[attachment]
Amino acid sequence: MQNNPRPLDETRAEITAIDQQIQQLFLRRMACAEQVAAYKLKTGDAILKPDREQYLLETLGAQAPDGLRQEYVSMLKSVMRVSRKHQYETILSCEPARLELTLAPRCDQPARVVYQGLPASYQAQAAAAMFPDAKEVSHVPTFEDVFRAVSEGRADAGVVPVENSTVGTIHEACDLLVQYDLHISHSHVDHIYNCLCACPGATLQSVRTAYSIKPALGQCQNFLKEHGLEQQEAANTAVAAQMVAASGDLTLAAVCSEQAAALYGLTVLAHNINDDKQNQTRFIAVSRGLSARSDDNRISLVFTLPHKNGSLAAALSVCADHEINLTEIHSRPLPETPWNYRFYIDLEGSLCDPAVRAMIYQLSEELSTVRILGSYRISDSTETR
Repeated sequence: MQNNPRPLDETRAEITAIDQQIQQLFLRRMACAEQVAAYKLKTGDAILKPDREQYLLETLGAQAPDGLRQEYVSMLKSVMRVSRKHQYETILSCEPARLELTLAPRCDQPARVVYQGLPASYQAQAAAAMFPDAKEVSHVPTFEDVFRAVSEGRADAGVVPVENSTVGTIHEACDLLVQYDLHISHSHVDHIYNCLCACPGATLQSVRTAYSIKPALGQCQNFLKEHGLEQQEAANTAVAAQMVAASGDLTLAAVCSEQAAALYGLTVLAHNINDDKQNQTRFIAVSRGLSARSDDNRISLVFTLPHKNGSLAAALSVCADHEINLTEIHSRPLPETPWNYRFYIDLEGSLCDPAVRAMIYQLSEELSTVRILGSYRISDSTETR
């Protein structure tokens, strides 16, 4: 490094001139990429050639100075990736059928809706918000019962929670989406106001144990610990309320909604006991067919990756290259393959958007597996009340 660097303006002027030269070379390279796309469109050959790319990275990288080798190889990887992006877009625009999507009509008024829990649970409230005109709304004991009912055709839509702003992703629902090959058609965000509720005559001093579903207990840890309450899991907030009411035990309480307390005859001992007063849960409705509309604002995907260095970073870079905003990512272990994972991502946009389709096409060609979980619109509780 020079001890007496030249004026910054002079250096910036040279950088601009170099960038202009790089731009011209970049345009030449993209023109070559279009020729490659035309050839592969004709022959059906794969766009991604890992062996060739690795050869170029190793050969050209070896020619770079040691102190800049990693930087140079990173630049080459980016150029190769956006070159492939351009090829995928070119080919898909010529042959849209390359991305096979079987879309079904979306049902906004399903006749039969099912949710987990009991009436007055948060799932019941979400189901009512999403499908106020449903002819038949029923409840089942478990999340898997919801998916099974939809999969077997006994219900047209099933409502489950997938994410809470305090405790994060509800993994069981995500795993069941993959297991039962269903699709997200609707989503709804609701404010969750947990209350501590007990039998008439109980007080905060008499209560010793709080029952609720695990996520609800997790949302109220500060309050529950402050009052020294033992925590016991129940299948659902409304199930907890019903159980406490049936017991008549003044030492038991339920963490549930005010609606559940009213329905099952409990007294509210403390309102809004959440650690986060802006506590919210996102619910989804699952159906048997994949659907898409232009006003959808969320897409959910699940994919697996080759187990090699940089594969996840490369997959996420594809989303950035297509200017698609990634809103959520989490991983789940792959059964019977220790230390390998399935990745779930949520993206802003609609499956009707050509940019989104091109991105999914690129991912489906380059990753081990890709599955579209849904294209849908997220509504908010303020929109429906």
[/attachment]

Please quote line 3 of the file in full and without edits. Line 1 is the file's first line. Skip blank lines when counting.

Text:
């Protein structure tokens, strides 16, 4: 490094001139990429050639100075990736059928809706918000019962929670989406106001144990610990309320909604006991067919990756290259393959958007597996009340 660097303006002027030269070379390279796309469109050959790319990275990288080798190889990887992006877009625009999507009509008024829990649970409230005109709304004991009912055709839509702003992703629902090959058609965000509720005559001093579903207990840890309450899991907030009411035990309480307390005859001992007063849960409705509309604002995907260095970073870079905003990512272990994972991502946009389709096409060609979980619109509780 020079001890007496030249004026910054002079250096910036040279950088601009170099960038202009790089731009011209970049345009030449993209023109070559279009020729490659035309050839592969004709022959059906794969766009991604890992062996060739690795050869170029190793050969050209070896020619770079040691102190800049990693930087140079990173630049080459980016150029190769956006070159492939351009090829995928070119080919898909010529042959849209390359991305096979079987879309079904979306049902906004399903006749039969099912949710987990009991009436007055948060799932019941979400189901009512999403499908106020449903002819038949029923409840089942478990999340898997919801998916099974939809999969077997006994219900047209099933409502489950997938994410809470305090405790994060509800993994069981995500795993069941993959297991039962269903699709997200609707989503709804609701404010969750947990209350501590007990039998008439109980007080905060008499209560010793709080029952609720695990996520609800997790949302109220500060309050529950402050009052020294033992925590016991129940299948659902409304199930907890019903159980406490049936017991008549003044030492038991339920963490549930005010609606559940009213329905099952409990007294509210403390309102809004959440650690986060802006506590919210996102619910989804699952159906048997994949659907898409232009006003959808969320897409959910699940994919697996080759187990090699940089594969996840490369997959996420594809989303950035297509200017698609990634809103959520989490991983789940792959059964019977220790230390390998399935990745779930949520993206802003609609499956009707050509940019989104091109991105999914690129991912489906380059990753081990890709599955579209849904294209849908997220509504908010303020929109429906």